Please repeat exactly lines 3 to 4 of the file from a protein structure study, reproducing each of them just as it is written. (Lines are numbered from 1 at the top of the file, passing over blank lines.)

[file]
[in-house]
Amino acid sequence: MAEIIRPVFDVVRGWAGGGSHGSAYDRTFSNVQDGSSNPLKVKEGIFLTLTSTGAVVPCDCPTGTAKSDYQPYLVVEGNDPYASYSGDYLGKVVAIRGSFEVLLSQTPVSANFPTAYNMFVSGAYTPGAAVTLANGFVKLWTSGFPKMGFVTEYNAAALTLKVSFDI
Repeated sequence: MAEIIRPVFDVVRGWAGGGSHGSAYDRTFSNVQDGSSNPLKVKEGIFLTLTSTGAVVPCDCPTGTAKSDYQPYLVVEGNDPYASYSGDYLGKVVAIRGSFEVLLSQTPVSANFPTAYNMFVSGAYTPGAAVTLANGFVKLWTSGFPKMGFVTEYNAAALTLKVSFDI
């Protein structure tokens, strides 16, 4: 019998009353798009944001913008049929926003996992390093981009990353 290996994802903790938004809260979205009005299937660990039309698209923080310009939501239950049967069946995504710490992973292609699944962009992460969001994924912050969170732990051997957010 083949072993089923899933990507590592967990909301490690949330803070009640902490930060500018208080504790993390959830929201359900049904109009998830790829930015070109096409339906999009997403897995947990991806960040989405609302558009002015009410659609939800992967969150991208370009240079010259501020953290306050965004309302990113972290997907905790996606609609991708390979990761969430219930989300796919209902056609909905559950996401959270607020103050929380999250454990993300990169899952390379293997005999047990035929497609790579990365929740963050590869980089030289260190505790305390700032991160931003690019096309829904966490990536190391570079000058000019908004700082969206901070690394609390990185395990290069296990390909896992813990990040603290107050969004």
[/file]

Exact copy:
Repeated sequence: MAEIIRPVFDVVRGWAGGGSHGSAYDRTFSNVQDGSSNPLKVKEGIFLTLTSTGAVVPCDCPTGTAKSDYQPYLVVEGNDPYASYSGDYLGKVVAIRGSFEVLLSQTPVSANFPTAYNMFVSGAYTPGAAVTLANGFVKLWTSGFPKMGFVTEYNAAALTLKVSFDI
């Protein structure tokens, strides 16, 4: 019998009353798009944001913008049929926003996992390093981009990353 290996994802903790938004809260979205009005299937660990039309698209923080310009939501239950049967069946995504710490992973292609699944962009992460969001994924912050969170732990051997957010 083949072993089923899933990507590592967990909301490690949330803070009640902490930060500018208080504790993390959830929201359900049904109009998830790829930015070109096409339906999009997403897995947990991806960040989405609302558009002015009410659609939800992967969150991208370009240079010259501020953290306050965004309302990113972290997907905790996606609609991708390979990761969430219930989300796919209902056609909905559950996401959270607020103050929380999250454990993300990169899952390379293997005999047990035929497609790579990365929740963050590869980089030289260190505790305390700032991160931003690019096309829904966490990536190391570079000058000019908004700082969206901070690394609390990185395990290069296990390909896992813990990040603290107050969004």